“Be like a duck. Calm on the surface, but always paddling like the dickens underneath,” Sir Michael Caine, the famed English actor, producer, and author is famously credited with saying, a sentiment relevant for successful event venues.

Freight delivery, Wi-Fi infrastructure, and kitchen amenities are some of the critical features you typically don’t see in marketing materials, but they can make or break an event venue.

“Everyone focuses on aesthetics, curb appeal, and the latest and greatest, but if the venue is not functional and does not have the proper foundation, everything is going to fall apart,” explains Gianni Gaudini, the Global Head of Events for SoftBank Vision Fund and author of “The Art of Event Planning: Pro Tips from an Industry Insider,” whose knowledge is also derived from nine years as an executive event producer for Google.

So, how do you make sure the meetings and events you plan have the foundation to support them? Explore the overall experience you are hoping to create from start to finish. “Map out what you need and how you plan to use the space,” says Gaudini.

Can the loading dock handle everything you need? What is the timing of the event? If you have only budgeted for one day, be sure you can move everything you need in and out within this time.

Specify in writing how the unloading of all your event assets will happen in the size and shape of the venue you are using, advises Gaudini. Also, remember that the crew needs space to move themselves and the equipment onto freight elevators and into hallways.

Elevator size and access is also critical in this effort, says Judy Williams, longtime independent event planner for computer networking conferences, including the Institute of Electrical & Electronics Engineers (IEEE) and the Open Networking Foundation (ONF). “Can you fit the requisite equipment onto the freight elevators and/or into the meeting rooms? Will some pieces need to be taken apart first and reassembled later?” If so, you want to know upfront, she says. 

Williams recalls managing a large conference and tradeshow for the British Columbia Water & Waste Association (BCWWA), where 25,000-pound pumps had to be moved into the conference center ballrooms. “We actually had to remove the doors to the ballroom which was, frankly, not something we’d planned on,” she admits. Fortunately, says Williams, the conference center and freight companies were terrific. “We all pulled together to work with the clients, removed the doors, set up the equipment and put the doors back on, just in the nick of time. And yes, lesson learned!”

Mapping Your F&B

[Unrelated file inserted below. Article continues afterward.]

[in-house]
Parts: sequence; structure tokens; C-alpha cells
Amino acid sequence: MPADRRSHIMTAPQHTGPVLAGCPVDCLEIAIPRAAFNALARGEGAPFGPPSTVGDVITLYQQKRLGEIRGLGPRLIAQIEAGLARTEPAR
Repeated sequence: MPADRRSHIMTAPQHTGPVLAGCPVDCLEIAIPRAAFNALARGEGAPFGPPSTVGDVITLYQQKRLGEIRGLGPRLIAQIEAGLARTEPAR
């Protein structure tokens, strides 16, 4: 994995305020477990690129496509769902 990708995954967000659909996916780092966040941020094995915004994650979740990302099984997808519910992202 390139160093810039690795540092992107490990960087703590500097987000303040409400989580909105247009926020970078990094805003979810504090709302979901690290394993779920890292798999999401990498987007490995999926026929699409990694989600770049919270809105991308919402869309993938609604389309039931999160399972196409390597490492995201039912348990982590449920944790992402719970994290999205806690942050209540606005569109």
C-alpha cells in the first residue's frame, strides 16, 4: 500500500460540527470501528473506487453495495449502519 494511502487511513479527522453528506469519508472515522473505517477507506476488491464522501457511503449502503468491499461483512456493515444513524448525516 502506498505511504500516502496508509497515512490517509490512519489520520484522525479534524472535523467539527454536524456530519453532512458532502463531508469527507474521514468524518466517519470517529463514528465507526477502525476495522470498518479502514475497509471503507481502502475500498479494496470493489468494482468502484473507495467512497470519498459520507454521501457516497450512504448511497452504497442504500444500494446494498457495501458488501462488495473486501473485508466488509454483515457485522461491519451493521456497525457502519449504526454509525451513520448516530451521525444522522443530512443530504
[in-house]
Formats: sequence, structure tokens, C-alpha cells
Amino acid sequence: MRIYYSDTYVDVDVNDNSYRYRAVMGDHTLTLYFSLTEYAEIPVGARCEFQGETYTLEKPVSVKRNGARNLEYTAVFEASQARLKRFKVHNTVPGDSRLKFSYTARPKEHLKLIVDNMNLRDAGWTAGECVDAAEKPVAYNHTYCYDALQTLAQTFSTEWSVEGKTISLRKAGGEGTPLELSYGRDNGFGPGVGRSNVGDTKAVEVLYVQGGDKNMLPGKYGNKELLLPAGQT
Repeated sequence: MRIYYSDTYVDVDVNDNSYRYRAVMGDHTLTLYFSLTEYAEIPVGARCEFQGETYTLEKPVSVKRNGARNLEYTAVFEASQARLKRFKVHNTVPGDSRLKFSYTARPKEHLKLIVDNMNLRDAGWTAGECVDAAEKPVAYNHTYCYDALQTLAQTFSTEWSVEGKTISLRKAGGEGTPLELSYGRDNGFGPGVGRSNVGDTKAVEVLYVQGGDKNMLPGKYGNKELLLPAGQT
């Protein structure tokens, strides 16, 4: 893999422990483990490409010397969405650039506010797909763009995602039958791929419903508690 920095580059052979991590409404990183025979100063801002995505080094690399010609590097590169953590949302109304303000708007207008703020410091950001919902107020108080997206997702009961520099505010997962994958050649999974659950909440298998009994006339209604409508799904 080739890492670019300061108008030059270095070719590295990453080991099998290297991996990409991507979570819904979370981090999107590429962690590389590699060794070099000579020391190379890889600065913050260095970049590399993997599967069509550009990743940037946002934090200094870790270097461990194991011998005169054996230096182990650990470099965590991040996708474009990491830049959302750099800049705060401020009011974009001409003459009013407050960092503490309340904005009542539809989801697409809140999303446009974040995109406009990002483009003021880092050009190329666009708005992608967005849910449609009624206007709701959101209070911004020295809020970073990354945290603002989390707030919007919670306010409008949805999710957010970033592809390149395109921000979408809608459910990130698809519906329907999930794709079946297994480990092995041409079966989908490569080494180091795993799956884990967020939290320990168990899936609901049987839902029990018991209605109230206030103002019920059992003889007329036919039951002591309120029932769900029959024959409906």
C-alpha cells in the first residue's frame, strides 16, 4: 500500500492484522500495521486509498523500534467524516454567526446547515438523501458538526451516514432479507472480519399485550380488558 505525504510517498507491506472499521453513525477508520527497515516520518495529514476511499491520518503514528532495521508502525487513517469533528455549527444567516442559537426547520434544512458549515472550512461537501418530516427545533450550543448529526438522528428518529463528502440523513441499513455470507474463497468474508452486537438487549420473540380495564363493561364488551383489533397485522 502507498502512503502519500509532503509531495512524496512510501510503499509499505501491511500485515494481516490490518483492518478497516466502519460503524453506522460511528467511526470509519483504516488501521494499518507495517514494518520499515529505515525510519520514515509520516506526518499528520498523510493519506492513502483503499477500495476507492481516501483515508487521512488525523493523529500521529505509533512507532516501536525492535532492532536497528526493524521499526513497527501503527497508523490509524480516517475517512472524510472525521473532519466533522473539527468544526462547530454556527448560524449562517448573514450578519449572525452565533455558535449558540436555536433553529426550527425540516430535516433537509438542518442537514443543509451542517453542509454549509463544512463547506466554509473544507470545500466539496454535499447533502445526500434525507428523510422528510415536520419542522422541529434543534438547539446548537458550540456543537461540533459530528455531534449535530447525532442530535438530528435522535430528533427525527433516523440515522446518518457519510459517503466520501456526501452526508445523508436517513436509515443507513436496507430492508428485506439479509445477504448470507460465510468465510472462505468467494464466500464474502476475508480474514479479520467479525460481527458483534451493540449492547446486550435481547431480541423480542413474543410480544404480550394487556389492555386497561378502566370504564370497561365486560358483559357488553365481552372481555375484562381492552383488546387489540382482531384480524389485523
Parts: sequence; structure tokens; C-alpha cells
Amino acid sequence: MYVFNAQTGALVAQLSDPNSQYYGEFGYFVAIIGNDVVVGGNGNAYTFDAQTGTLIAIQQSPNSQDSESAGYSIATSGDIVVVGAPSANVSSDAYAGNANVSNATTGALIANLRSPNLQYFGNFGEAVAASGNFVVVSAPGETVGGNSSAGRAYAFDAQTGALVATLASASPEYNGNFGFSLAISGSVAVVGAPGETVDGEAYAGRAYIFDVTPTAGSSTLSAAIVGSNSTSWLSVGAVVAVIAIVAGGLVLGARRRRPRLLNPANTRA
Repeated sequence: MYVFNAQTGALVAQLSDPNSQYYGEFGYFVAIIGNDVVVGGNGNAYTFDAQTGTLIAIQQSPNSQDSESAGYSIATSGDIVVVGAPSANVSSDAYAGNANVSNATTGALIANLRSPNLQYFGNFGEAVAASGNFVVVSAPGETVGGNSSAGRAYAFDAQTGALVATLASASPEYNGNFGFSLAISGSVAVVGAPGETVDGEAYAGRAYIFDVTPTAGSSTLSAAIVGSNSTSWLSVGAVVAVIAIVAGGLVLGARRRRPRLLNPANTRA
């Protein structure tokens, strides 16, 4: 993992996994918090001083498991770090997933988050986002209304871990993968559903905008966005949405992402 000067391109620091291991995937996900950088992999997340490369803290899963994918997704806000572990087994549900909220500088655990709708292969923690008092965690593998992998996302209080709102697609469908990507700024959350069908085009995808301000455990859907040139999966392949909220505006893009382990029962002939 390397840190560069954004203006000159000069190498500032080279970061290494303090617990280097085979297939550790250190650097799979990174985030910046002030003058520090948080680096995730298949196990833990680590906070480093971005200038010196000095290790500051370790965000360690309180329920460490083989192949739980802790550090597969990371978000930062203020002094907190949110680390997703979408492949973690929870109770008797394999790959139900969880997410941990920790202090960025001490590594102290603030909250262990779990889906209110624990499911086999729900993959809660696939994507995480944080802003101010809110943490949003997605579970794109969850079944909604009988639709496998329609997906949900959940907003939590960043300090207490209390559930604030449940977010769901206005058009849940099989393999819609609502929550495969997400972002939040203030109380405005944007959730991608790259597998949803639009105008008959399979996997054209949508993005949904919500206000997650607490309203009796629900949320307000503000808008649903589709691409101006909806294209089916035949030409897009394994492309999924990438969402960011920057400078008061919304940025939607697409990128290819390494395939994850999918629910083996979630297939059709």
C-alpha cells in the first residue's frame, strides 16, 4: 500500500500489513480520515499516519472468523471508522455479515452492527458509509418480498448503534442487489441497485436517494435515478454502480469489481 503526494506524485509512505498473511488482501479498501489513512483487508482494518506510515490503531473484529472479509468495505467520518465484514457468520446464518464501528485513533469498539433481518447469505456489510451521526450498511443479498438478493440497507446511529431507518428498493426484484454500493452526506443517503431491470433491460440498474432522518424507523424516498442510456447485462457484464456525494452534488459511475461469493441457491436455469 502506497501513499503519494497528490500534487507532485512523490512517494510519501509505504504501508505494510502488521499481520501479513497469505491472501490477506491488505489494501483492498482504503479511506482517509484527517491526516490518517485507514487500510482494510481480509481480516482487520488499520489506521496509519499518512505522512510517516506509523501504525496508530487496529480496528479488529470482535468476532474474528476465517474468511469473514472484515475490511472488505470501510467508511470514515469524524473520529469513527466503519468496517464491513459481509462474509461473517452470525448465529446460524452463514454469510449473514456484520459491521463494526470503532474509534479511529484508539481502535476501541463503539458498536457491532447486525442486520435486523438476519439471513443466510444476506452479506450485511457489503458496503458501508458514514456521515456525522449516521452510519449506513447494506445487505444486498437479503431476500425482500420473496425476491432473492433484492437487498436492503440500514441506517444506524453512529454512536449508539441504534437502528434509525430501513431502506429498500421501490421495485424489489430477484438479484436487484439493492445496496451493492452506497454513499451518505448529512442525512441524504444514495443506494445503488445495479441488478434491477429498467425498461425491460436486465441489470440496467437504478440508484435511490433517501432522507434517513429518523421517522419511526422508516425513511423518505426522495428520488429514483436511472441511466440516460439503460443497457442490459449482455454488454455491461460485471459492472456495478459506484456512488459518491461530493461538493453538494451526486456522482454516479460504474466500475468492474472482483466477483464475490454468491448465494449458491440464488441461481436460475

The food and beverage portion of the event should have its own map, says Gaudini. When using a special event venue, check that the kitchen has an area for preparation. Are there enough burners? Ovens? Water? Power?

“If there isn’t enough space to plate the dishes you plan to serve, you are in trouble,” admits Gaudini. “You’ll need to rethink what you are serving or find a different venue.”

With a background in planning tech events, Wi-Fi infrastructure is of particular importance to Gaudini, as it is to most groups whose attendees have come to expect it. “Although the digital infrastructure of a venue is invisible, it is a make it or break it prospect.”

When necessary, she has created dedicated, private, secure lines for her events releasing proprietary information. “If you find the Wi-Fi infrastructure is not secure, you may consider bringing in new infrastructure to prevent an evil twin situation.”

Her checklist continues:

  • If you are working at a venue for more than one day, is there ample storage space?
  • Is there a green room where your speakers can congregate before going on stage?
  • What about a production room?
  • Is the space accessible for all?
  • What does the lighting system consist of and is it adequate to your needs?
  • How about HVAC? “This is something I always evaluate as if it’s super noisy, I have to arrange to have it shut off while my speakers are on stage,” says Gaudini.
  • Can the space be easily and quickly reconfigured and/or flipped?
  • What does the back-of-the-house labyrinth look like? Will it be easy for top executives to enter and exit the space?
  • How about service staff entry and exit points? If these are not well-thought-out, service can become clunky, says Gaudini.

“When I evaluate venues, it is based on a lot of criteria, a complicated rubric,” she says. There are the basics, like: does it fit her budget; will the space accommodate the right number; does it have the aesthetic she is looking for, etc., but there is much more she considers before making a final decision.

After she narrows down her choices, she then takes a deeper dive into each. “At this point, I evaluate them from a purely production standpoint. I look at the storage space, the kitchen, and the production room. Having to bring in infrastructure has swayed my decision in the past. All these factors work in tandem. And it is complicated.”